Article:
Welcome back to my Getting Started series. So far we have talked about some exercises and some prevention and recovery thoughts that can help keep you safe when you begin a hiking or exercising program. Weather can also play a huge part in the enjoyment of a hike but more so in your safety on a hike. It is very important to have an idea of what to look for in the skies so you can stay as safe as possible.
Joining me today is Meteorologist Christine Rapp. Christine is an AMS certified Meteorologist and currently can be found on the Fox morning news in Denver. Christine has a degree in Atmospheric Science from the university of Missouri. Christine is also an avid hiker in skier.
Fatman: Christine thank you so much for joining me today. One of the best parts of hiking for me is getting out in the fresh air and nature. But there are chances of the weather changing in instant. What are the main risks that we should look out for on a hike with the weather?
Christine Rapp, AMS: One of the biggest concerns is the changing weather conditions depending on what elevation you plan to hike to. The weather will change drastically between the trailhead and the summit of a 13 or 14er! Always be prepared for a significant drop in temperature and very strong wind gusts.
During the summer, the biggest concern is thunderstorms. These storms typically start to develop as early as 11am in the mountains and foothills, so it is important to plan your hike accordingly. Here in Colorado, our biggest weather threats include strong wind, lightning, flooding and hail.
FM: Hiking in Colorado you are usually surrounded by tall trees or rocks. What should you do if you do get caught in a storm? Where should you and should you not seek shelter?
CR: The best advice is to plan ahead and NOT get caught in a storm! Colorado is notorious for cloud-to-ground lighting strikes, and whether you are above timberline or in the middle of the forest, both places can be dangerous during a thunderstorm. Try your best to go early in the morning, or on a day when your local Meteorologists do not anticipate thunderstorms.
If you are stranded, do your best to find a boulder or some type of cover. Squat low to the ground, up on the balls of your feet. Use your hands to protect your head and be patient for the storm to clear!
FM: I have heard a few different versions of the “noon rule”. Make sure you summit by noon, make sure you are below tree line by noon, make sure you are off the mountain by noon. Are any of these correct and why is important on higher elevation hikes?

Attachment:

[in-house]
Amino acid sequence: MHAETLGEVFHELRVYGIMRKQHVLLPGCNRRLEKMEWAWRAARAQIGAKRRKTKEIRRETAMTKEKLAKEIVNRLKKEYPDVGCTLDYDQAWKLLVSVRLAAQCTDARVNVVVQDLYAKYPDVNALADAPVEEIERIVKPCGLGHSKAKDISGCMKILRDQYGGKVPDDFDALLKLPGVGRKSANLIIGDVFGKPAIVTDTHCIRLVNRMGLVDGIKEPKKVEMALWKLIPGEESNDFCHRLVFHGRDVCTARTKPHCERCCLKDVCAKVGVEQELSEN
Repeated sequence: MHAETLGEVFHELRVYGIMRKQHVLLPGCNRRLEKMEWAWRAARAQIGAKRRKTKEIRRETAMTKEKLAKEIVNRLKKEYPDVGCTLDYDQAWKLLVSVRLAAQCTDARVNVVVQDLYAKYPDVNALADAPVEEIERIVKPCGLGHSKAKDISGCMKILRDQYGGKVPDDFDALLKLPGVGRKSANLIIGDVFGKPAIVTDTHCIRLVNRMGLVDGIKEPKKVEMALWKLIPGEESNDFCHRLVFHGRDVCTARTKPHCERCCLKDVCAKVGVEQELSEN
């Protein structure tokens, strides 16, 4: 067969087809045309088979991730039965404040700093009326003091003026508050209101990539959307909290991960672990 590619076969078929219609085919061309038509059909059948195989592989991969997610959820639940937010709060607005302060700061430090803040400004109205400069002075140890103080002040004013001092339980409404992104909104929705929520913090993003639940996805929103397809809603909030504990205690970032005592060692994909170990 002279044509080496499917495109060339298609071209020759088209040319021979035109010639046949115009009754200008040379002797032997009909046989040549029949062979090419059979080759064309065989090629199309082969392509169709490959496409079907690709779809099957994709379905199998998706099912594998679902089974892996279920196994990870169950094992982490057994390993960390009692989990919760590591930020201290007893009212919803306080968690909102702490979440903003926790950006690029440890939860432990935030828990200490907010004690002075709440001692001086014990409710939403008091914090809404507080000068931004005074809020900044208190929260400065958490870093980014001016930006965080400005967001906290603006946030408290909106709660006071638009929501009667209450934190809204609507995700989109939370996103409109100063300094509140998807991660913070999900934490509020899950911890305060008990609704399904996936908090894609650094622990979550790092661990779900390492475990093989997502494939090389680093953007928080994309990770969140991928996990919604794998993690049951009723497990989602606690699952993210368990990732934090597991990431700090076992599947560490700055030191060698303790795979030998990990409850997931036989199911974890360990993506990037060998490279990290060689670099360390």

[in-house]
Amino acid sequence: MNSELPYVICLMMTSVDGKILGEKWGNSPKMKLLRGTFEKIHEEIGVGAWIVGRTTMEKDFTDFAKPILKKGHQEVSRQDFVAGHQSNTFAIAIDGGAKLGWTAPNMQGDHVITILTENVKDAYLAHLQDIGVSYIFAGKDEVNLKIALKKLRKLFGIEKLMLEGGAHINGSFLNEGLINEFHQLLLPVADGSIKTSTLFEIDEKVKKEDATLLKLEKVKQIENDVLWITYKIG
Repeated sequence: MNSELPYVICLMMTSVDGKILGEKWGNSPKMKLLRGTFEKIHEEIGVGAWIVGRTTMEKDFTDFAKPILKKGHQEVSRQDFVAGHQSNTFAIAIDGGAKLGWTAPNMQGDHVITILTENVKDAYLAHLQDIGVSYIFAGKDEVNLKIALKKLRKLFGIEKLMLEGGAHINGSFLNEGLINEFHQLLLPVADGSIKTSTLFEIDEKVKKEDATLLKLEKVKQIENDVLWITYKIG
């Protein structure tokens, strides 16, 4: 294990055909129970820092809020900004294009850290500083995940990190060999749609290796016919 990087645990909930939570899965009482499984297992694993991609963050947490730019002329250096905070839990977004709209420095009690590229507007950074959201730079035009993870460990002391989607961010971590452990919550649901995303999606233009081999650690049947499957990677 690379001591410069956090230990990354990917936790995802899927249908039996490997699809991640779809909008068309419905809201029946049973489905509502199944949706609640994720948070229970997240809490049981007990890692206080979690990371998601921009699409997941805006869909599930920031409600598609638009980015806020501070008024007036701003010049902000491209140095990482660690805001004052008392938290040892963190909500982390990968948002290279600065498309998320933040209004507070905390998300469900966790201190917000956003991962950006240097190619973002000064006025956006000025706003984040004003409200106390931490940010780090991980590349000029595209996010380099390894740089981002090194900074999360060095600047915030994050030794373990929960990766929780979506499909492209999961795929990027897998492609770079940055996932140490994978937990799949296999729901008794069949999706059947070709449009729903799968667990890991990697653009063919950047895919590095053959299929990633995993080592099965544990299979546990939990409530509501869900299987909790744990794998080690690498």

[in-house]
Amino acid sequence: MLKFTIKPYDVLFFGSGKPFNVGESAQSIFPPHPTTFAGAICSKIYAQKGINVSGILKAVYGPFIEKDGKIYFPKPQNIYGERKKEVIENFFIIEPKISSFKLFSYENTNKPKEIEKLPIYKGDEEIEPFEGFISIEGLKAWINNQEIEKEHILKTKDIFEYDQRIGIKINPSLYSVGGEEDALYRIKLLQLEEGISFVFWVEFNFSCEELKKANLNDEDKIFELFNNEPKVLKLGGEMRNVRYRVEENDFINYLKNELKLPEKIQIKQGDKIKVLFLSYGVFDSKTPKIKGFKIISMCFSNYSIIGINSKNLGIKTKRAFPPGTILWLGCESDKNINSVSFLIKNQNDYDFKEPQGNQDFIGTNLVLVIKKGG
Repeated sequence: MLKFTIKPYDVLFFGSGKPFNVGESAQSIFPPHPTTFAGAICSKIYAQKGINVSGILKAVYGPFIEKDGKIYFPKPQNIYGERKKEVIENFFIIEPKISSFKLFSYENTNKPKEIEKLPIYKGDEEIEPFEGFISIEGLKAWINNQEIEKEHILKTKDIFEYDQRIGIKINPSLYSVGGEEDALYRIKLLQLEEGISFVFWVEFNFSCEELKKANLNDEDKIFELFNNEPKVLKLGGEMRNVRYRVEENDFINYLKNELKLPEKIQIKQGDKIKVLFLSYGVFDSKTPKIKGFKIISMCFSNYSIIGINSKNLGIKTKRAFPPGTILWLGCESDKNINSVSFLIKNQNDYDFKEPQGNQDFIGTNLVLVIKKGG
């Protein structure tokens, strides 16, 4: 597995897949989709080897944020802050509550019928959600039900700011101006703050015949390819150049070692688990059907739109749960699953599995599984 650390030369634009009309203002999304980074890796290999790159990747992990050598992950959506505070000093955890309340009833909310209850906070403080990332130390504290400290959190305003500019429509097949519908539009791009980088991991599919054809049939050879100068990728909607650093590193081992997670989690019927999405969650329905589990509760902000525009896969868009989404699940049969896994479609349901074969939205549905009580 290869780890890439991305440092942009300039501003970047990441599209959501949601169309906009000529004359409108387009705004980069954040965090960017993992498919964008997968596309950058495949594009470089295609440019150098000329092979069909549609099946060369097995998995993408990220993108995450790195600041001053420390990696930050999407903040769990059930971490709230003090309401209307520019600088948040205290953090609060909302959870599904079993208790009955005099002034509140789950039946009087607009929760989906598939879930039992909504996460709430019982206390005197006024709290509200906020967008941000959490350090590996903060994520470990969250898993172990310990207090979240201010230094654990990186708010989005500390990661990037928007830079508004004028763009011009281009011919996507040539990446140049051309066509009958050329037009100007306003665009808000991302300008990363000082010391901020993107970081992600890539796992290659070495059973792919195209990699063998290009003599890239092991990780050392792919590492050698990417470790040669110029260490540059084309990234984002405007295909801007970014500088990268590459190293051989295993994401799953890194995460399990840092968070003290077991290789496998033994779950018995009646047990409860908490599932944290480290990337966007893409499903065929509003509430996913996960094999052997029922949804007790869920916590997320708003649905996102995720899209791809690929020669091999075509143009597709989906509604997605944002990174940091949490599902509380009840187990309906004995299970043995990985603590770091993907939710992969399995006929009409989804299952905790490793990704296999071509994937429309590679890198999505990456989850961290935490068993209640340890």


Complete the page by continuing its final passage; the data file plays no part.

CR: It is best to get off the mountain and done with your hike by noon. Thunderstorms in Colorado, especially during the summer, follow a similar pattern. Clouds build in the high country in the morning, developing thunderstorms as early as 11 a.m.
FM: Besides building clouds, is there anything else to look out for? I have seen video’s of peoples hair standing up…is that a warning sign.
CR: The tall cumulonimbus clouds are usually a good indicator to get your hike moving. But if you start to notice the hair on your arm stick up, or your hiking buddy’s hair stand, it is too late! You are already in the lightning’s “path” and could be struck at any moment. Immediately find the nearest shelter, and if you can’t find any, drop to the balls of your feet and squat as low as you can to the ground.
FM: As you climb in elevation is there actually less oxygen?
CR: Yes! This is something to consider if you are planning a strenuous hike that takes you above 10,000 feet. The air is “thinner” as you go up in elevation, which can lead to altitude sickness, or a lack of oxygen to your body. Make sure to proceed at a comfortable pace and stay hydrated.
FM: Any other thoughts you would like to share with the readers that might be beneficial to them?
CR: We are spoiled here in Colorado with amazing hikes and endless sights across the entire state. Whether it is a short hike in the foothills, or a trek up a 14er, it is important to know and prepare for the weather conditions. Always check the forecast, or feel free to reach out to your favorite Meteorologist on social media for specific details. Bring plenty of water while hiking in the summer months, and layers for the winter! Enjoy everything Colorado has to offer… just be safe!
Christine thank you so much, this is some great information to try to keep people as safe as possible. Plus, now I have an excuse for why I am huffing and puffing trying to climb up a hill. Not sure what my excuse is for panting while I walk up a staircase but I can get to that later.
Hopefully these tips will be helpful when you are deciding on how long of a hike you want to go on or even if you still want to head out to the mountains on certain days. I have posted this and all of my getting started guides on my “Thoughts” page. I have some great info on there from people a heck of a lot smarter than me so if you are thinking about starting a program I strongly suggest you read these blogs for some good starting points. If you have some questions that you are looking to get answered and would rather have me do the work for you, shoot me an email at firstname.lastname@example.org. You can also follow me on the following social media platforms and join the conversations there. Happy Hiking!